Adverse drug reactions and interactions are among the major causes of death. Antidepressants have been reported as causing suicide and homicide and frequently produce akathisia, a state of severe restlessness associated with thoughts of death and violence.
In today’s Irish Examiner, journalist Jennifer Hough (right) reports that new research has found that forensic testing of blood can now determine whether or not antidepressants were the cause of violent behaviour, including murder or suicide. Genetic variations in metabolism affect how different people react to antidepressants, and now medical examiners say that they can identify those variations, and use the evidence to “potentially absolve people charged with homicide”, and explain why they acted like they did.
The research, published recently in the Journal of Forensic and Legal Medicine, was carried out by a medical specialist, a forensic psychiatrist and a pharmacogeneticist. It looked specifically at three cases where people with no previous diagnosis, who were prescribed antidepressants for stress-related issues, ended up killing others, with two attempting suicide.
“An out-of-character unmotivated homicide or suicide by a person taking medication might be chemically induced and involuntary. The capacity to use frontal lobe functions and control behaviour can be impaired by brain toxicity,” the paper states. “None improved on medication, and no prescriber recognised complaints as adverse drug reactions or was aware of impending danger.”
The researchers took accounts of restlessness, akathisia, confusion, delirium, euphoria, extreme anxiety, obsessive preoccupation with aggression, and incomplete recall of events.
“Weird impulses to kill were acted on without warning. On recovery, all recognised their actions to be out of character, and their beliefs and behaviours horrified them,” the paper notes.
Irish mental health campaigner Leonie Fennell (left), whose son Shane was prescribed antidepressants and soon afterwards killed himself and another person, said that she has been aware of this evolving science for some years, and has had Shane’s blood tested in Australia.
The researcher who tested Shane’s blood, Dr Yolande Lucire, is one of the paper’s authors. She is a prominent forensic psychiatrist who specialises in adverse drug reactions to psychiatric drugs, She cited Shane’s case in a research project that she carried out in 2011. Dr Lucire noted that he was initially prescribed a double dose of the common SSRI antidepressant, Citalopram. Five days later he overdosed on the tablets, and two days later he told his doctor, who then restarted him on a lower dose of the antidepressant.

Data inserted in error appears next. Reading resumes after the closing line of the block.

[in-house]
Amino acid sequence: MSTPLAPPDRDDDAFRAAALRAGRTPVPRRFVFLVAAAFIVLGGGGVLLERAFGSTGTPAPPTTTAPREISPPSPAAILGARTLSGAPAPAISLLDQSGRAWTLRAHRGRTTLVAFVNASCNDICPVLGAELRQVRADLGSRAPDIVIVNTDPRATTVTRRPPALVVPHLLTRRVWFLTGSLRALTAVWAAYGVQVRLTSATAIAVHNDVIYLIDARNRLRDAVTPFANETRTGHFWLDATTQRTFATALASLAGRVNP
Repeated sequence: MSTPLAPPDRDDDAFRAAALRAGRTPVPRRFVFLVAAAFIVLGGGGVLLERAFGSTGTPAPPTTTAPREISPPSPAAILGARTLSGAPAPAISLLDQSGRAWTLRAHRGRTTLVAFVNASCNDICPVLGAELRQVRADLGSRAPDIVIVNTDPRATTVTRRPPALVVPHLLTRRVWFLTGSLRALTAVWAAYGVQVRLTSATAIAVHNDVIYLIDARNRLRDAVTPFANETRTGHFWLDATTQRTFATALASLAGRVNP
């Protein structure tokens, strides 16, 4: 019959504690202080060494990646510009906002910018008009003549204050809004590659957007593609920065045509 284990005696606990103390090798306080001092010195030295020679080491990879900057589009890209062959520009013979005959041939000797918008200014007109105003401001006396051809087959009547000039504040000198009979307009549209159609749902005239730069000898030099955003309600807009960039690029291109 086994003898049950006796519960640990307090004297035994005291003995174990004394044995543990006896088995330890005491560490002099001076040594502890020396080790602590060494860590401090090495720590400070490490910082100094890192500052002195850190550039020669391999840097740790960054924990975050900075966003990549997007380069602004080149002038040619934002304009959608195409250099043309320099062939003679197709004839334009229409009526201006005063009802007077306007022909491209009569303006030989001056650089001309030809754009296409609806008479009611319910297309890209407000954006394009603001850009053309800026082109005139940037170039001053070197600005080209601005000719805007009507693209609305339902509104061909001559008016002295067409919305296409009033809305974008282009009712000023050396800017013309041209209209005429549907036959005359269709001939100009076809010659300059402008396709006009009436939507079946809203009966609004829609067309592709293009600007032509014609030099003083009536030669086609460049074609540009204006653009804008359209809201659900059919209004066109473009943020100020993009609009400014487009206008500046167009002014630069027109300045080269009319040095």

Dr Lucire wrote about Shane (right): “He immediately became violently akathisic, unable to stay in one place, moving constantly between the houses of friends, unable to sit and have a conversation. According to his mother, communicating with him was like ‘talking to a brick wall’. His friends reported that, immediately after taking Citalopram, he became agitated, emotional, irrational, and aggressive. His brother saw him throw a mobile phone, destroying it, with trivial, if any provocation.”
Post-mortem toxicology of Shane’s blood revealed levels of Citalopram of about 30 times the therapeutic level.
Having completed their most recent research, Dr Lucire (left) and her colleagues are confident that their test is able to differentiate those who can tolerate a drug or combination of drugs from those who might not. They conclude that: “As forensic medical and toxicology professionals become aware of the biological causes of these catastrophic side effects, they may bring justice to both perpetrators and to victims of akathisia-related violence.
“The medicalisation of common human distress has resulted in a very large population getting medication that may do more harm than good by causing suicides, homicides and the mental states that lead up to them.”